The Thomas More Society has entered the lawsuit against Rhode Island’s abortion “codification” statute.

Not so surprisingly, I haven’t seen much news concerning a lawsuit pro-life organizations filed in 2019 against the state’s new law “codifying” abortion into law in case Roe v. Wade is overturned.  There has been a development, however, according to Brian Fraga of the Rhode Island Catholic reports:

In its brief, which was submitted to the Supreme Court of Rhode Island on July 15, the Chicago-based Thomas More Society argues that voters and preborn children have standing to challenge the constitutionality of Rhode Island’s 2019 Reproductive Privacy Act. …

“We are asking the court to acknowledge that a preborn child has standing to challenge the Reproductive Privacy Act’s removal of legal protections under Rhode Island law, including the fetal homicide law and other laws that may protect her,” [vice president and senior counsel Thomas] Olp said. …

In addition to the personhood rights of preborn children, the Thomas More Society’s amicus brief makes the argument that, in the Reproductive Privacy Act, Rhode Island’s voters were illegally deprived of their right to vote on what the brief suggests amounts to a constitutional amendment.

“The General Assembly on its own has no power to alter the Constitution and it acted unlawfully in doing so through passage of the RPA,” argues the Thomas More Society, which notes that the Rhode Island constitution explicitly states it does not grant or secure the right of abortion.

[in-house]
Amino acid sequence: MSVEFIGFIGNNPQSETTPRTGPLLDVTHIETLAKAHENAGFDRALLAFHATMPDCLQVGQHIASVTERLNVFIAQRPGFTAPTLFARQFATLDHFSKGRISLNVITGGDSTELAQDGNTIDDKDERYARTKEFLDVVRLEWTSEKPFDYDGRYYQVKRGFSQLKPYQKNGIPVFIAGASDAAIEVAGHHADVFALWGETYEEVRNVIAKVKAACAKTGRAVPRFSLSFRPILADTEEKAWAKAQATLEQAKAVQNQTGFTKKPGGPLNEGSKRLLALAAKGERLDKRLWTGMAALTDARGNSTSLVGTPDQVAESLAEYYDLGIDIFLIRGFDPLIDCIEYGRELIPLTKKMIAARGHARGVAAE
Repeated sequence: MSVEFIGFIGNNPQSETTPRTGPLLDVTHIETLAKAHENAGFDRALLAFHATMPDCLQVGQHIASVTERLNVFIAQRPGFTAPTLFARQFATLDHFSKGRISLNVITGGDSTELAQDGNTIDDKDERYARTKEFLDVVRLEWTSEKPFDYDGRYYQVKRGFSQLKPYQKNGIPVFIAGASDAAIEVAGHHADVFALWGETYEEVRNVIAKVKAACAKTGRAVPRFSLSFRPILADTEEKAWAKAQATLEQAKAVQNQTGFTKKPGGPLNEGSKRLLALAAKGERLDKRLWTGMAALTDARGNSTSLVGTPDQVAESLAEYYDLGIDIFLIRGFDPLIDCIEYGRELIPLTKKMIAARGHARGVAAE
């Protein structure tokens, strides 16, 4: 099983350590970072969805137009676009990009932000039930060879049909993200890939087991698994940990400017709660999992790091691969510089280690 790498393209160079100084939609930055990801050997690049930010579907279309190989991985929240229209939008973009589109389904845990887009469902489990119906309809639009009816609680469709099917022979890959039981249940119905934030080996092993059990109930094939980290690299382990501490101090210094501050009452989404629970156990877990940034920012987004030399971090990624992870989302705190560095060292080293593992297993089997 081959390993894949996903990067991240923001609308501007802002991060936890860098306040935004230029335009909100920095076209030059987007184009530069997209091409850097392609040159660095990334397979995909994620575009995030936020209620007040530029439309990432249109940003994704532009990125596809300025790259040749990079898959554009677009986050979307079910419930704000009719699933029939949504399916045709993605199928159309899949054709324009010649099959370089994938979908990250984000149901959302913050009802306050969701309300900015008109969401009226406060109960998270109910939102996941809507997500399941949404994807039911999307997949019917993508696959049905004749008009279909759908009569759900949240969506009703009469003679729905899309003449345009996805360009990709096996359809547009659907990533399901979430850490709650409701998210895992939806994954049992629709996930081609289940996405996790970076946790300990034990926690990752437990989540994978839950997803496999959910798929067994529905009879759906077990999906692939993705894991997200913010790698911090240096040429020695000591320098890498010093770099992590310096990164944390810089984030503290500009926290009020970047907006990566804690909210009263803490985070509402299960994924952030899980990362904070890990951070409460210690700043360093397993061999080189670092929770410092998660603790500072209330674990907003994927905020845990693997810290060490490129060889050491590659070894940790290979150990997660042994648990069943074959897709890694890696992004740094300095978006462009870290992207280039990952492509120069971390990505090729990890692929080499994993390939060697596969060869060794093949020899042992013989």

The case does show how slippery the ground gets when the government decides people don’t have fundamental human rights.  After all, if an unborn child has a right to access the courts, how can he or she not have a right to life?  Or vice versa.  How does a court resolve this essential difference?

The issue evokes a familiar sense that we’re not really arguing the reality of the disagreement.  The other day, I pointed out that government officials aren’t acting as one would expect when it comes to things like COVID vaccine mandates for healthcare workers.  If the government’s objectives were as they claim, then there would be compromise possibilities — proof of prior infection or antibodies would count, for example, or a mask requirement could be substituted, perhaps with task limitations.

If the abortion debate really were about the rights of a woman to control her body, then similar compromises might exist.  So, fine, despite the mother’s role in the creation of a child, let’s say the baby has no right to use her body as an incubator.  In that case, the mother’s right would only be to have the baby removed, not to have him or her killed, and it would fall to society to come up with a solution for his or her care.

The fact that this isn’t even part of the conversation suggests that the central argument is something different.  We may not articulate it often, but we all know what it is.  The point is to make sex free of consequence for women.  It’s easier remove a baby from the womb by killing him or her first, and separately, allowing the child to live wouldn’t provide the mother the same sense of finality.  (More deeply, the point is that the state has the power to decide who counts as human.)

Obviously, society (even a legislature) can delude itself, but courts aren’t supposed to be able to play by those squishy rules.  The judiciary has to decide:  What exactly is an abortion doing?  Whom does it affect?  And what are their rights?

The answer will have profound implications beyond this single issue.


Featured image by Aditya Romansa on Unsplash.

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